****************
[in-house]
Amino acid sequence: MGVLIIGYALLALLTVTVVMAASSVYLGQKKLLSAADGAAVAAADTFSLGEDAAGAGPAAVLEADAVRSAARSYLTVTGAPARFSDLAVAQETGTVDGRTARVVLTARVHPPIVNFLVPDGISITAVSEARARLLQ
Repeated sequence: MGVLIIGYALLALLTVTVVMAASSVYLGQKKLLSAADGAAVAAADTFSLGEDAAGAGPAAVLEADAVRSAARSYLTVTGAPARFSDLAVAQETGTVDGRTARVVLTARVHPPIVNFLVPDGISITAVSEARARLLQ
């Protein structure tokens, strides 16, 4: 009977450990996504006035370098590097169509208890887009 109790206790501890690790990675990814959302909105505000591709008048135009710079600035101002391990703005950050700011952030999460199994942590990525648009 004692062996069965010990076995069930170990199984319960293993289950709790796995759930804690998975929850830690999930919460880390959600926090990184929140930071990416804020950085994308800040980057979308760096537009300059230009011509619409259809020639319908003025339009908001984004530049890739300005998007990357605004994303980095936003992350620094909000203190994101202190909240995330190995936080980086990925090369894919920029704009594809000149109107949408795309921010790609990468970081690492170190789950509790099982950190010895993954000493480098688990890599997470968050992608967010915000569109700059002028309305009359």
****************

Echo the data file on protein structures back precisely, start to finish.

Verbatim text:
[in-house]
Amino acid sequence: MGVLIIGYALLALLTVTVVMAASSVYLGQKKLLSAADGAAVAAADTFSLGEDAAGAGPAAVLEADAVRSAARSYLTVTGAPARFSDLAVAQETGTVDGRTARVVLTARVHPPIVNFLVPDGISITAVSEARARLLQ
Repeated sequence: MGVLIIGYALLALLTVTVVMAASSVYLGQKKLLSAADGAAVAAADTFSLGEDAAGAGPAAVLEADAVRSAARSYLTVTGAPARFSDLAVAQETGTVDGRTARVVLTARVHPPIVNFLVPDGISITAVSEARARLLQ
């Protein structure tokens, strides 16, 4: 009977450990996504006035370098590097169509208890887009 109790206790501890690790990675990814959302909105505000591709008048135009710079600035101002391990703005950050700011952030999460199994942590990525648009 004692062996069965010990076995069930170990199984319960293993289950709790796995759930804690998975929850830690999930919460880390959600926090990184929140930071990416804020950085994308800040980057979308760096537009300059230009011509619409259809020639319908003025339009908001984004530049890739300005998007990357605004994303980095936003992350620094909000203190994101202190909240995330190995936080980086990925090369894919920029704009594809000149109107949408795309921010790609990468970081690492170190789950509790099982950190010895993954000493480098688990890599997470968050992608967010915000569109700059002028309305009359």